My sister recently asked me to go on an overnight shopping trip to get out of our small town and do some Christmas shopping. My first knee jerk answer was the old fallback “no” as it seemed easier to just stay home in the security of my slow paced life. The more I thought about it, I realized I was to quick to take the easy way out.

Why should I stay home and miss out on something that could be fun?

Hence, on November 11th, Remembrance Day in Canada, while every Canadian is remembering our fallen soldiers, I will be on my own charge into battle. This battle is a personal one. The battle against the MS beast. The prize, the choice to live my life.

By going on this what is sure to be an exhausting trip, entailing four hours of car travel on winter roads, eight hours of dodging crazy Christmas shoppers, I will be carrying my own personal war banner, the choice of “yes”.

While sipping my Starbucks pumpkin spice latte, I will be inwardly celebrating my best purchase of the day. The victory of living my life!

Of course, there are going to be days when you simply cannot attend an event or dance a jig, but the next time you catch yourself saying “no” to an invitation, ask yourself if you are simply choosing the easy way out. Living with MS is tough enough, we need to grab hold of the times we can laugh and have a good time. 

Yes, a good time is still possible

I encourage you to think about ow much unnecessary negative thoughts and words you give to the MS monster. Yes it is inevitably a part of your life. Yes you are going to have times when you feel defeated and down. But try replacing one good thought or feeling for every other bad one and you will start to see a difference.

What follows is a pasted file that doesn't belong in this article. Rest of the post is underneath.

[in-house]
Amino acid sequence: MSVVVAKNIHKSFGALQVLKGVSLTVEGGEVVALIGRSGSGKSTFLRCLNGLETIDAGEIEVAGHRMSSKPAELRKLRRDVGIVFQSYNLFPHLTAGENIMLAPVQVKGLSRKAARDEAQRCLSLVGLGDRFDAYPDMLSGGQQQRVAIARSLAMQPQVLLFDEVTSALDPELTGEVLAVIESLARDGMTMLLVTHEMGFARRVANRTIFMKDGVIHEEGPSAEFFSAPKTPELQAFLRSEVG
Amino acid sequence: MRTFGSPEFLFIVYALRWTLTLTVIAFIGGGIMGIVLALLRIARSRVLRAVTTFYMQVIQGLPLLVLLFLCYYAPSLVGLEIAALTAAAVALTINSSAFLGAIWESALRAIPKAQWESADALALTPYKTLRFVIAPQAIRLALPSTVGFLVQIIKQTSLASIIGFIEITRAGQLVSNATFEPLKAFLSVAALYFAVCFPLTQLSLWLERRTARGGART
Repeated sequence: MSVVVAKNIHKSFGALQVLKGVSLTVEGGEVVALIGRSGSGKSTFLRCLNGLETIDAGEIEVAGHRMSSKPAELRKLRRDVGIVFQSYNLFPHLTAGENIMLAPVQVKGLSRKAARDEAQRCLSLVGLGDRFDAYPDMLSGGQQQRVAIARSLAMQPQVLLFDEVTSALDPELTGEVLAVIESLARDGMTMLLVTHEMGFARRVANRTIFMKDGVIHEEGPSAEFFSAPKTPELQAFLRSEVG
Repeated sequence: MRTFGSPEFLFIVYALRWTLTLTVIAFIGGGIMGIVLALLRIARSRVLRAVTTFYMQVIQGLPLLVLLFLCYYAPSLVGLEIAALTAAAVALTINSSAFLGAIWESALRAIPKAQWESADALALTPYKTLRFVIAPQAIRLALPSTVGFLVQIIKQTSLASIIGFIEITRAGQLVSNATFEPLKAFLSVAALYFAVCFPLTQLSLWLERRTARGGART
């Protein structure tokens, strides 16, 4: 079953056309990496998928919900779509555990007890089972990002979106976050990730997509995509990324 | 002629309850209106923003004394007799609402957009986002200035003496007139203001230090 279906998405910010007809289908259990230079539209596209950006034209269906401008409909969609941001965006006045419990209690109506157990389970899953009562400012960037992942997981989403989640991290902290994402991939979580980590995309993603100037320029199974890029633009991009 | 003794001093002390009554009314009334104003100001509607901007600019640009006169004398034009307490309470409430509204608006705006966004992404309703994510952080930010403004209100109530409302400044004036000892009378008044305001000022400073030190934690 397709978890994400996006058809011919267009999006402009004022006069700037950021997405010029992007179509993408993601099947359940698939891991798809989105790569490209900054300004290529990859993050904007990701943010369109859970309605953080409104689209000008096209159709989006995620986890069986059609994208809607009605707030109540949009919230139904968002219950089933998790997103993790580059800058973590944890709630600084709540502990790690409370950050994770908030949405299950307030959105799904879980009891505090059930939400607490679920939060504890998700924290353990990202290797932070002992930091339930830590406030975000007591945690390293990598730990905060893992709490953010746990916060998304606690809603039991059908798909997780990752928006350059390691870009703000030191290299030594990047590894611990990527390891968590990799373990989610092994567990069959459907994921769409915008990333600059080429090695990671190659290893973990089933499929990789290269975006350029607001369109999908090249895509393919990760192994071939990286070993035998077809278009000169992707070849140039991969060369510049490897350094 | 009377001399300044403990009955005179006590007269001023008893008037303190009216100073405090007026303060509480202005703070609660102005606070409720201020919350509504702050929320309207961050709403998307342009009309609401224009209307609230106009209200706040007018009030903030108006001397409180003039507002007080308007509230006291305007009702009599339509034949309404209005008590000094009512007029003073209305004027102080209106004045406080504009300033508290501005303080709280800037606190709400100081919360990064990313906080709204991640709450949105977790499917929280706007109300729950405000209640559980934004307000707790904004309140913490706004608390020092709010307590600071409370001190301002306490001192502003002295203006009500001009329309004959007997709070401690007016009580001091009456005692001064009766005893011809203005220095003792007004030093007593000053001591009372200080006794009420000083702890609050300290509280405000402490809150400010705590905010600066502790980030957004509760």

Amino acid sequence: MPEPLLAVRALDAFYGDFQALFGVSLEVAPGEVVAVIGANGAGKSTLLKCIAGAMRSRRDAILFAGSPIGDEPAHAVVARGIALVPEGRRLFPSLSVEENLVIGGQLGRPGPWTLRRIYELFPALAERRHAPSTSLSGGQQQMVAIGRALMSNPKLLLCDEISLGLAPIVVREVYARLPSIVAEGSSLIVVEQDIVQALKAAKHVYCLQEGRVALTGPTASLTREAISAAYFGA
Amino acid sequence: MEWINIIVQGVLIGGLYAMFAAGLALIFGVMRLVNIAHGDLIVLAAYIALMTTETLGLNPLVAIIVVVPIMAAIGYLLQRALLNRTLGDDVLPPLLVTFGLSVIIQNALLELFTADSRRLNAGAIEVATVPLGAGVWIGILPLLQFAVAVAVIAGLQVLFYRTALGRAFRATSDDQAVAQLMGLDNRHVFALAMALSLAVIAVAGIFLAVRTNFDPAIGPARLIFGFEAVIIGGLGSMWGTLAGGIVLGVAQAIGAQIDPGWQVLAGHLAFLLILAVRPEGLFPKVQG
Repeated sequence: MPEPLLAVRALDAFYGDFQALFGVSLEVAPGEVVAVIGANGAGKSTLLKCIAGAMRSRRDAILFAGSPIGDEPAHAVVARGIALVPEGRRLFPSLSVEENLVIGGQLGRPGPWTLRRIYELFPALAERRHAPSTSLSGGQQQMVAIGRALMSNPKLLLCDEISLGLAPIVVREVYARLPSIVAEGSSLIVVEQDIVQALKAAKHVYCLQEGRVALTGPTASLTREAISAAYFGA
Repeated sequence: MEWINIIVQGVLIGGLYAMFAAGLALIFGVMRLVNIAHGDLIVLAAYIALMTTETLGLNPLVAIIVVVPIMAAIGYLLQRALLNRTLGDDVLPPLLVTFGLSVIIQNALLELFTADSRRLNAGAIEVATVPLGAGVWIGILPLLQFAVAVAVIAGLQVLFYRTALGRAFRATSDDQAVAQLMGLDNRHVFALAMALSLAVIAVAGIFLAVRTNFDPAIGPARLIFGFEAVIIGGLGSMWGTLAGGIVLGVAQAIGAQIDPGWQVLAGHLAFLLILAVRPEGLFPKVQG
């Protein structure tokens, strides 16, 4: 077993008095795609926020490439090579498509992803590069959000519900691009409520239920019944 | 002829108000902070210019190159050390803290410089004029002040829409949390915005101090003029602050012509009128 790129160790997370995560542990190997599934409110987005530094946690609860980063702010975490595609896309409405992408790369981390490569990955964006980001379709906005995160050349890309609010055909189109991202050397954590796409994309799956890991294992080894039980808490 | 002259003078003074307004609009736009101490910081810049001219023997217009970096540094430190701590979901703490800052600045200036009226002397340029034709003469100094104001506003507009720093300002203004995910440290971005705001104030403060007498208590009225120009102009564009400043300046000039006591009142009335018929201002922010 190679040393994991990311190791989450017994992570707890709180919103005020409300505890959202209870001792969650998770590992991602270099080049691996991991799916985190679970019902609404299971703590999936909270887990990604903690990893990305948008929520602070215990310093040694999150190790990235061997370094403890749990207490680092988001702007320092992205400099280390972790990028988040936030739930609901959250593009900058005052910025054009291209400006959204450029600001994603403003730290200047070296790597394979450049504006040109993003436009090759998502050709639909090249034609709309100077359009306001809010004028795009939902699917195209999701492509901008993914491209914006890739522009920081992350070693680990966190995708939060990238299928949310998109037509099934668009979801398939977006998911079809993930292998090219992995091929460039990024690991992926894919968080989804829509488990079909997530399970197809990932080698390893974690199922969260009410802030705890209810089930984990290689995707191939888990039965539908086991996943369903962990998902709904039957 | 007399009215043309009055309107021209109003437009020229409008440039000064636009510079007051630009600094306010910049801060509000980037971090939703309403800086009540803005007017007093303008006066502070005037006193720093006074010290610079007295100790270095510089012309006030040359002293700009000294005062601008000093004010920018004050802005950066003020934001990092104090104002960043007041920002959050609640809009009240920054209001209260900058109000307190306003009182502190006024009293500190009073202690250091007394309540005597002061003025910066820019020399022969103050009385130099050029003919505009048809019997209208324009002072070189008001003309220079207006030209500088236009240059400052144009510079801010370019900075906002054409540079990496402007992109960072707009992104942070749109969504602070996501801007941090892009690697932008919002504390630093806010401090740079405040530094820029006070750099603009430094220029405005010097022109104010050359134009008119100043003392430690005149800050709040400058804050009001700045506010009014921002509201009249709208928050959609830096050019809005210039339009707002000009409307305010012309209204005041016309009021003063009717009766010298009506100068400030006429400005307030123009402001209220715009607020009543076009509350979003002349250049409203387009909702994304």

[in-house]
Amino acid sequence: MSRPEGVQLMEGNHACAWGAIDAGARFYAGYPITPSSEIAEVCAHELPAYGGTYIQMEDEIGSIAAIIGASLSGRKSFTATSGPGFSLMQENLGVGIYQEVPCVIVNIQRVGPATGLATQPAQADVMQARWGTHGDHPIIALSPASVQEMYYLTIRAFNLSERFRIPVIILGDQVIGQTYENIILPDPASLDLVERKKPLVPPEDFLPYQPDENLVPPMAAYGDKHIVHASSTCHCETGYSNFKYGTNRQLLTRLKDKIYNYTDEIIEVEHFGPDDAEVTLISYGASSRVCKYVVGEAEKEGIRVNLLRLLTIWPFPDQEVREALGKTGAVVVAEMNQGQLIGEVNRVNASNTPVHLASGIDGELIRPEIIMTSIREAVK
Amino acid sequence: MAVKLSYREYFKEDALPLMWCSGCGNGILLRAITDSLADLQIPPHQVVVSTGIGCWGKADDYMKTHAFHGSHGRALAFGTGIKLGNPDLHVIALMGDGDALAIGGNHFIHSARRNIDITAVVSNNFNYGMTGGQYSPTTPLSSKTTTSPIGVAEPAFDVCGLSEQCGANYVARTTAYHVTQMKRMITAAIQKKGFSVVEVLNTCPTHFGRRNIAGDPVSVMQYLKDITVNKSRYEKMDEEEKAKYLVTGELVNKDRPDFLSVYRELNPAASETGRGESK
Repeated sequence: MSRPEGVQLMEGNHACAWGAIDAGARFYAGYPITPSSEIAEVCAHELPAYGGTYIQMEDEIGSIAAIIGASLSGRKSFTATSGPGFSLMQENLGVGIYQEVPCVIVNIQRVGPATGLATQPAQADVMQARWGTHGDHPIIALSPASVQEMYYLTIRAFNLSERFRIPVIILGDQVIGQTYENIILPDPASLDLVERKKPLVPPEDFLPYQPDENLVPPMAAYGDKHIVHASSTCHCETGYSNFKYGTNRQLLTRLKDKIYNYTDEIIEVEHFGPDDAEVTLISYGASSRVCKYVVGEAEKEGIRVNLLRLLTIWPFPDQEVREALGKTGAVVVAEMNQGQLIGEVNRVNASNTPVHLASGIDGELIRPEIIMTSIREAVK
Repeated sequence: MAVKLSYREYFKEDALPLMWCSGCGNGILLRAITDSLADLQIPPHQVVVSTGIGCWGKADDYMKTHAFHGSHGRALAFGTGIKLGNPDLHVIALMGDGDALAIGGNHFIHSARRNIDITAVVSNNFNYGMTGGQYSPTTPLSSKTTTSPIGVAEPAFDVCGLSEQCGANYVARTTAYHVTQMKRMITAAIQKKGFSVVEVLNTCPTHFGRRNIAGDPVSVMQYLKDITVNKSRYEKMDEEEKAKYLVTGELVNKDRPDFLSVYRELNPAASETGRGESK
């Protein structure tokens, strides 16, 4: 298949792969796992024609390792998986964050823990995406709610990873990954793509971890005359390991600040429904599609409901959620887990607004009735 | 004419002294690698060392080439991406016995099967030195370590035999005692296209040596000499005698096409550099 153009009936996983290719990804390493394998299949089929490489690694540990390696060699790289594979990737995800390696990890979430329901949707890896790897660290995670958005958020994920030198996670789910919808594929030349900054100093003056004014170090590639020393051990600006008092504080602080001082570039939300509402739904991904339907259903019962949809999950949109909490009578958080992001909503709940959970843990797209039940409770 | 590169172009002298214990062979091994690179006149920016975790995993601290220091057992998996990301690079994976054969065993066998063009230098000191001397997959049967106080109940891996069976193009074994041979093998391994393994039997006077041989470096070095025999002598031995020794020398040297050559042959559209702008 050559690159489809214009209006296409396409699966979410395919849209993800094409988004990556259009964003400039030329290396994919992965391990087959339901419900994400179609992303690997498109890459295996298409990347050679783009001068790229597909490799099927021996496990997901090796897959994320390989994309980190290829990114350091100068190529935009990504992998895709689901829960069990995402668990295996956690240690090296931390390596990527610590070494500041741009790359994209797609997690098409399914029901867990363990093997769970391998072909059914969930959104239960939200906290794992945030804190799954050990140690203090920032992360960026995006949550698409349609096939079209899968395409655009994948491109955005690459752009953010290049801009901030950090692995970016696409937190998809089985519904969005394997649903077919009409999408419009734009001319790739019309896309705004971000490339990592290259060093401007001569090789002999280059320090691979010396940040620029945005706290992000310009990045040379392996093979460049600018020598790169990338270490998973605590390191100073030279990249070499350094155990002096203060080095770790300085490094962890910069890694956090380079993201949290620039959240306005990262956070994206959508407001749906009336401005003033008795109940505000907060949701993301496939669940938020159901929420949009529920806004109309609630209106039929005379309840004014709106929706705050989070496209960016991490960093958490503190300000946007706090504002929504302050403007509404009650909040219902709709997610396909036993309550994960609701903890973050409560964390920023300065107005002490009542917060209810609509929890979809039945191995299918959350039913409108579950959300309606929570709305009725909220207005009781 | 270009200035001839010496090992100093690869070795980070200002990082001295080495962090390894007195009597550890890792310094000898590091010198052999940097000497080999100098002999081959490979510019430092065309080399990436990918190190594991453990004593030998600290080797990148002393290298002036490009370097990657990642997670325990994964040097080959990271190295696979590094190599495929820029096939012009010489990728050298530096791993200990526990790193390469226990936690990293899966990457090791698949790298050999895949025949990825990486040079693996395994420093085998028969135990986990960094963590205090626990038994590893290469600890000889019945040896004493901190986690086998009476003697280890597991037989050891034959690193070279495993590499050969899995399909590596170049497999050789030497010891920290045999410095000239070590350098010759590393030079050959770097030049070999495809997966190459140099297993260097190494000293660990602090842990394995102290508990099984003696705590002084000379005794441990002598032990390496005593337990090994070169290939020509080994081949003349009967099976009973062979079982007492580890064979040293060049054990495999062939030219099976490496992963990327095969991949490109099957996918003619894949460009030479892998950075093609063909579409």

I know the MS beast is always in the corner.

The trick is making sure it knows who is in charge!

Just before posting this, while warming up my coffee in the kitchen, the universe affirmed my thoughts, the radio was playing “Never surrender”! Need I say more?

Cindy Lee Lothian 

November 2, 2013

 

 

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But You Don’t Look Sick!

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But You Don’t Look Sick!

I can hear the words that are coming out of my own mouth. I see you looking at me as if you are listening, so why are you hearing me but not understanding how I am feeling?

Having an invisible chronic illness  can leave you feeling adrift in a turbulent sea of confusing emotions. Anger, sadness, fear, anxiety and hopelessness can all vie for a front row seat in your daily struggle to live a happy, productive life.

Are you tired of hearing such phrases as “but you don’t look sick” or “just take a nap and you will feel better”?

I am left wanting to know, exactly how should I look?

These words coming from the ones that are supposed to love you the most can hurt the most because you expect them, if anyone, to understand. 

It can be hard to find people to talk to that truly know how you are feeling and when they say “I get it” they really do. 

But you are not alone. There are thousands of others who are feeling, struggling, warring with all the same things you are going through.

Having a chronic illness can be a difficult playing field to find yourself in. It is almost like being caught in the middle of two stages of life. Healthy and terminal. You are no longer the vibrant, energized self you might have been running miles just because you could while working a demanding full work week. You are neither facing imminent death, preparing yourself for saying goodbye to everything and everyone you love.